I have always liked the novella form, ever since reading Voltaire's Candide at school. I like the concentrated nature: the novella is supposed to be between 17 and 40 thousand words, so tends to stick to one plotline, though I'm sure it doesn't have to - one of the rules of writing is that good writers break the rules all the time.
I like to have humour in the stories I tell, though I hope they deal with serious topics. Life is too important to trivialize, but if we get too po-faced we miss out some of its deepest truths.
Stella Tranter wants to be an existential heroine, proudly blazing a Nietzschean trail through mid 70s Britain – campus radicalism, punk… The trouble is that she’s also rather shy, given to ironic self-observation and keener on Mozart than Siouxsie and the Banshees.
But is it really enough for her to marry well-meaning Rotarian Bobby and settle down to domestic bliss in Dulwich?
“Clever, intriguing – Stella is a very good voice.”
Dame Beryl Bainbridge
(Yes, THE Dame Beryl...)
“Delicately written, but with big themes boiling away beneath the surface.”
Author of The Prose Factory and Kept
I'd also like to showcase two novellas by my good friend and alter ego, Lytchett Maltravers. Lytchett is a quiet, bookish sort of chap, but has a fearsomely weird imagination behind his easy-going facade.
I must warn you that some reviewers didn't like these books. One was terribly upset by a rude word on page 2 of the first book in the series. However others have loved them. One reader said it was like 'Forest Gump written by PG Wodehouse'. Have a read, emulate Bucks Fizz and make your own mind up.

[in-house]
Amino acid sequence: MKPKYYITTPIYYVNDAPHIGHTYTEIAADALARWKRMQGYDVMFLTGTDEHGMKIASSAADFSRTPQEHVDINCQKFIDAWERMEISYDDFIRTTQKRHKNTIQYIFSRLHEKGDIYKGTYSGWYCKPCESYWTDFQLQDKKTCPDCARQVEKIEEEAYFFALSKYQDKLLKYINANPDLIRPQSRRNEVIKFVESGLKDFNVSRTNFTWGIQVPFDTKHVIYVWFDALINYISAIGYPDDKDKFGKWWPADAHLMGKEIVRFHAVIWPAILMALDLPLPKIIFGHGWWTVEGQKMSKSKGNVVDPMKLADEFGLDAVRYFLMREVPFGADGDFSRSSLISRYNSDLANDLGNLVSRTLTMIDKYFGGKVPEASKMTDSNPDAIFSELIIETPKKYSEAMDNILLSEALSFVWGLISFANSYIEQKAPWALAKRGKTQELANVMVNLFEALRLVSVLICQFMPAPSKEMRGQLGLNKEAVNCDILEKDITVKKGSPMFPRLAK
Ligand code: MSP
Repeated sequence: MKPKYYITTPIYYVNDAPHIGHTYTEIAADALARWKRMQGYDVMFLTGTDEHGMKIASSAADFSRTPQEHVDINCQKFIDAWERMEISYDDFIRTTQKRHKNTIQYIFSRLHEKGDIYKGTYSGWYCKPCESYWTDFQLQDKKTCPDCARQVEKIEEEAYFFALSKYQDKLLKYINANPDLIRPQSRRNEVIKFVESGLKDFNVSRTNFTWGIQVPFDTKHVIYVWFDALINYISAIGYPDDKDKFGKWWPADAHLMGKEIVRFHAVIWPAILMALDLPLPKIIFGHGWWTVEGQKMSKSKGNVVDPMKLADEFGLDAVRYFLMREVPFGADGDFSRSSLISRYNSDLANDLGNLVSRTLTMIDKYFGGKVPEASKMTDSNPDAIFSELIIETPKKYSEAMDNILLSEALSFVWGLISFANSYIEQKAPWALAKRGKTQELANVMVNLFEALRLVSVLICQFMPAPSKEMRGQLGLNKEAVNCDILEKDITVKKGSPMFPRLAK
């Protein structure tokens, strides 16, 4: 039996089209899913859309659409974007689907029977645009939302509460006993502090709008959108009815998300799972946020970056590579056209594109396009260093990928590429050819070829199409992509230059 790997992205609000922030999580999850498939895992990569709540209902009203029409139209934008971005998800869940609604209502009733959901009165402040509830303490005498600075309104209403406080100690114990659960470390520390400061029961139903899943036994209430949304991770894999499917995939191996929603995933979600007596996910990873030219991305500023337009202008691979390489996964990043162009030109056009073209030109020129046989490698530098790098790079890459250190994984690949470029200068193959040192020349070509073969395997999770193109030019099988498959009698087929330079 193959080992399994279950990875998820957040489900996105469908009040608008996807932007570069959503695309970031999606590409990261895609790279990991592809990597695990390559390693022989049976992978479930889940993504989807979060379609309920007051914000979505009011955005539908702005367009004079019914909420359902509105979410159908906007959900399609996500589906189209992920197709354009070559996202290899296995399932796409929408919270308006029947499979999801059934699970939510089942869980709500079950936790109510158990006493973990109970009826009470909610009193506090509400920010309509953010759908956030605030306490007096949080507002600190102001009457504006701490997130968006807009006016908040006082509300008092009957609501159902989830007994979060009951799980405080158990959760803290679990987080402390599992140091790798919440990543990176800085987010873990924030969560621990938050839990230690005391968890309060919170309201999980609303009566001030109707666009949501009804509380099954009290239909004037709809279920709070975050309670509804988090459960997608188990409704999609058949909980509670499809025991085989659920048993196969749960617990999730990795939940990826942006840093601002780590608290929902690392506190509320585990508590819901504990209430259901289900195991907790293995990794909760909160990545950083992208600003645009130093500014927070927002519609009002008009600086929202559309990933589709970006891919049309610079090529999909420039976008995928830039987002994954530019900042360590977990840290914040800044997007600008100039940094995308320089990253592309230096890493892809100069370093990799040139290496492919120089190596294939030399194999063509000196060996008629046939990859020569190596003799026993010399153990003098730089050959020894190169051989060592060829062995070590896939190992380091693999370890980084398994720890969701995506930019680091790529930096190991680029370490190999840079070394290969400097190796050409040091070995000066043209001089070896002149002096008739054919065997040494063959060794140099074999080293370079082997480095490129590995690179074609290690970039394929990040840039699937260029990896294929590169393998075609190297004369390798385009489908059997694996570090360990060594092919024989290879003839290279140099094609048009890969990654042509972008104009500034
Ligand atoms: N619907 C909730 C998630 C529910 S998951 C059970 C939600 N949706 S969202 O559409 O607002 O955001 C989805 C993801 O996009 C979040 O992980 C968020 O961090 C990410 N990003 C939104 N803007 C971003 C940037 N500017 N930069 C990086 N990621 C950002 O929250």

A Tale of Magick, Love Potions, Vampyrs and Public Footpaths
Youthful romance is never easy, especially if Aleister Crowley gets involved – let alone crashing banks, tabloid-reading lynch-mobs, oligarchs, vampires, dodgy self-help gurus and fun-loving beings from another planet. But Ashley Gabriel’s love for Bathsheba Neverdene is as strong as his love for the Dorset countryside, so it must prevail, surely? Or will the Great Beast’s curse destroy their happiness after all, in a tragic ending worthy of Thomas Hardy himself? Only one way to find out – read this 30,000 word novella!
“Very happy for this book to take its well deserved place in between Douglas Adams and Terry Pratchett on the bookshelf where my favourite reads reside.”
Sarah, Amazon Reviewer
The Hillwalker 2
Tales of the Unexpected... Item in Bagging Area
Two newly wed supermarket checkout operatives are blissfully happy, deep in Dorset's beautiful, rolling, mystical Vale of Ugh (the locals pronounce it Yoog). But far across the universe, two groups of aliens are at war.
And? Well, it wouldn't be much of a story if the aliens beat the s**t out of each other and the newlyweds did what newlyweds to do each other and there was no link, would it?
So there is a link. They are lured into a UFO and given the most delicious ice cream this planet has ever known, little knowing they are being inveigled into a sinister plot to rob earth of all that makes life on it worth living...